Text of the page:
As far as worry about NOM, I haven't considered them to be a legitimate threat for about two years now (they haven't had a legitimate victory in three years, since North Carolina's marriage amendment passed, which has since been overturned in federal court).

  • 3. W. Kevin Vicklund  |  May 4, 2015 at 5:55 pm

    Hmmm… iNOM does have a catchy ring to it.

    The CHA-CHING sound when Apple sues them for trademark infringement, that is.

  • 4. DJSNOLA  |  May 5, 2015 at 7:08 am

    Bingo this is where the gay hate brigade will go next and the sad part is they are much more successful internationally especially in Africa.

  • 5. A_Jayne  |  May 5, 2015 at 7:34 am

    We may see them as a "gay hate brigade," but the bigger picture is they are a "christianist dominionist brigade." The truth is not that "they will go" anywhere next; the truth is "they have been" in many international communities for decades, trying to get the whole world under their brand of christianist control.

    Their recent successes in Russia and many African countries got on our radar because of their anti-gay agenda, but their platform is much bigger than that.

  • 6. tigris26  |  May 4, 2015 at 10:04 am

    Off-topic: Nice article on Justice Kennedy and his gay rights decisions and how they point to how he will rule in June. 🙂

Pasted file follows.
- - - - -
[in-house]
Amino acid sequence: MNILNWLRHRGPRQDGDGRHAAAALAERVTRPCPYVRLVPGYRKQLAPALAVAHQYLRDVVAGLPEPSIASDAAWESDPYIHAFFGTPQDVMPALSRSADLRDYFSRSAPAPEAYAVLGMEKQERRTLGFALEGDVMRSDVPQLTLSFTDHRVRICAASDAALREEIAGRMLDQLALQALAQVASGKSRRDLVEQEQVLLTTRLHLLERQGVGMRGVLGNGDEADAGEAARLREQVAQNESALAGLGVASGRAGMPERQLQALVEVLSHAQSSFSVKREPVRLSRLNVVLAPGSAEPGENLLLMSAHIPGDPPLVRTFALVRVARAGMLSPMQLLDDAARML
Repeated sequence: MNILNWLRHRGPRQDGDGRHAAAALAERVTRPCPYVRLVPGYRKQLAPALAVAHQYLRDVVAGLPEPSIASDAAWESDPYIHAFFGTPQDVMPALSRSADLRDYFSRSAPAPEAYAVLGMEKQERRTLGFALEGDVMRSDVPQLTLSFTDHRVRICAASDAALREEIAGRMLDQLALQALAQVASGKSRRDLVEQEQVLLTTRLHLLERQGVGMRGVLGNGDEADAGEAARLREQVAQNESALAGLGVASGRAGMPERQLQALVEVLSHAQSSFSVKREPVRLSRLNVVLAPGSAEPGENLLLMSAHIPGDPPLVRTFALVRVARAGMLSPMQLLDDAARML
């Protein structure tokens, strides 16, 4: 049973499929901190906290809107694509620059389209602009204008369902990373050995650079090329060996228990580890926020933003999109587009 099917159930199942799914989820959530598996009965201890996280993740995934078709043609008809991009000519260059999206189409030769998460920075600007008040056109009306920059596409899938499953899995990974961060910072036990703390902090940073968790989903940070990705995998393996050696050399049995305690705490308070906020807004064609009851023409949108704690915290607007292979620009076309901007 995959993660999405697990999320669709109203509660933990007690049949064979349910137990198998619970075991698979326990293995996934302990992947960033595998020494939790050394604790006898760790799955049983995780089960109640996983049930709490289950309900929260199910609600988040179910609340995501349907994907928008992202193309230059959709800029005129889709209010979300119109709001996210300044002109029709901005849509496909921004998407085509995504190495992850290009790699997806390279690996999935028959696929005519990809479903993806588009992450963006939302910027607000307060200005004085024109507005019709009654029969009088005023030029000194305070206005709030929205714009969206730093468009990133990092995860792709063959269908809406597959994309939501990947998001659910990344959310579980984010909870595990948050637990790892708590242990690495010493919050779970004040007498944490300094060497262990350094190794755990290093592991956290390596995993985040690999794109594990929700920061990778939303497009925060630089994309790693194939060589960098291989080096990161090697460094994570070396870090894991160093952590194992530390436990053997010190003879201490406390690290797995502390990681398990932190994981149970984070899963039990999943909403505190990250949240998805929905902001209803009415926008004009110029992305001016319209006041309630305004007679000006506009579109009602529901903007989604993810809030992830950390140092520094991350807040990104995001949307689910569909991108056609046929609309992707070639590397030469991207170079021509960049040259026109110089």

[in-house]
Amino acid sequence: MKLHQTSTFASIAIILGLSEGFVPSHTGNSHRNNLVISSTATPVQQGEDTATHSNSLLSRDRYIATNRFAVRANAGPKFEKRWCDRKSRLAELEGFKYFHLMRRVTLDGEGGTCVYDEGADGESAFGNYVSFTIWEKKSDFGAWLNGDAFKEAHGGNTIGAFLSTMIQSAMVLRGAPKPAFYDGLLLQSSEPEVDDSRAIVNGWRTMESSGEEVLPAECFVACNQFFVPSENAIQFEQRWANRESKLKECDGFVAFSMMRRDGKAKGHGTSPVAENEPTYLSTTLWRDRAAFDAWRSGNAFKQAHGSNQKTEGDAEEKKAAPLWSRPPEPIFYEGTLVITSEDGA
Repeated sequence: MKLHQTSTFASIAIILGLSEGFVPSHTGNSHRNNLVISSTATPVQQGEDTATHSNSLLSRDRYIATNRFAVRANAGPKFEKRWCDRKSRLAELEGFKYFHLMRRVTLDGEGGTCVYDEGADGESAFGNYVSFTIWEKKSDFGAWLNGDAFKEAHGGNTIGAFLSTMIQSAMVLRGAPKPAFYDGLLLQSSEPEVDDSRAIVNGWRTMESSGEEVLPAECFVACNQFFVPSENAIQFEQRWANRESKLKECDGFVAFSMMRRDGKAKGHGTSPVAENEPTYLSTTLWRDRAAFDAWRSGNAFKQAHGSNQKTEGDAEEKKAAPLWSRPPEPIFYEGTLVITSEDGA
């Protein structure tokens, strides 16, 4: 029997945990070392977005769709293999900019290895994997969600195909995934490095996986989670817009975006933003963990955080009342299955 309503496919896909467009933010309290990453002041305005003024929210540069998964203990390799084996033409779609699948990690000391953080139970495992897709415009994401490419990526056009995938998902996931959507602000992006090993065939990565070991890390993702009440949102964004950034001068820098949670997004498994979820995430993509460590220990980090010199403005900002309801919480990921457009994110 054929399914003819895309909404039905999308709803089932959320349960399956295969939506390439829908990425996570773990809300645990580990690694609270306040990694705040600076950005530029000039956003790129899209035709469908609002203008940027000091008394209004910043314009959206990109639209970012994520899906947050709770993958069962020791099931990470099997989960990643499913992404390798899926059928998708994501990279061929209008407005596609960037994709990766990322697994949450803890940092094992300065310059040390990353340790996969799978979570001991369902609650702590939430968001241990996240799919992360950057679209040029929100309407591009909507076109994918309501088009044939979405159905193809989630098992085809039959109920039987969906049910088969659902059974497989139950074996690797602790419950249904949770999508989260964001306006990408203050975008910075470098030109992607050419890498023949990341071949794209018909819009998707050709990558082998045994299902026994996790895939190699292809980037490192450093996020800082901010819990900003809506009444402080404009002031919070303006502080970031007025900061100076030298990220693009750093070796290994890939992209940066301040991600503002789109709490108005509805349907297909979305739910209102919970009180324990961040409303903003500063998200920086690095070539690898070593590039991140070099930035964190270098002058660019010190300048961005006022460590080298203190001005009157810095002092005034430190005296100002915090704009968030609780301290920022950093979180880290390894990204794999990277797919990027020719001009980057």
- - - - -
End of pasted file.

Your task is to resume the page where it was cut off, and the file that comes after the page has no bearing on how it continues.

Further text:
• 7. SoCal_Dave  |  May 4, 2015 at 12:09 pm

    Off topic, but lots of fun. Kate McKinnon as Notorious RBG on SNL

  • 8. 1grod  |  May 4, 2015 at 12:30 pm

    Sense of Decency – When that trait was being handed out Scalia and Alito were absent:

  • 9. 1grod  |  May 4, 2015 at 12:42 pm

    Beyond Equality is a timely piece because this site also ought to be thinking of a transition to a primary focus beyond marriage in USA. [by September]

  • 10. guitaristbl  |  May 4, 2015 at 1:38 pm

    Apart from NOM who basically remains without a direct subject to keep their lazy existence somewhat excused, this forum also faces a problem after marriage litigition is done really lol !

    I mean we will have court action to protect anti discrimination laws, conversion therapy bans and fight "license to discriminate" laws but yet again much of the focus will be out of courts really..

  • 11. StraightDave  |  May 4, 2015 at 1:52 pm

    Regardless of the specifics, "equality on trial" as a theme never seems to go out of style in the good old USA, alas.

  • 12. VIRick  |  May 4, 2015 at 1:52 pm

    "…. we will have court action to protect anti-discrimination laws, conversion therapy bans, and fight "license to discriminate" laws …."

    Oooooh, plus there's lots of other countries where marriage equality needs to be pushed, whether legislatively, judicially, or both. At some levels, although Latin America in general is ahead of the USA on this subject, there are major pockets of resistance in provincial southern Mexico, most of Central America, the Dominican Republic, Paraguay, and all of the British and ex-British Caribbean.

    Then, there are lots of countries still remaining in central and eastern Europe, plus all of East Asia, and Australia,– for starters.

    Personally, with all of this combined, I think we will continue to be quite busy.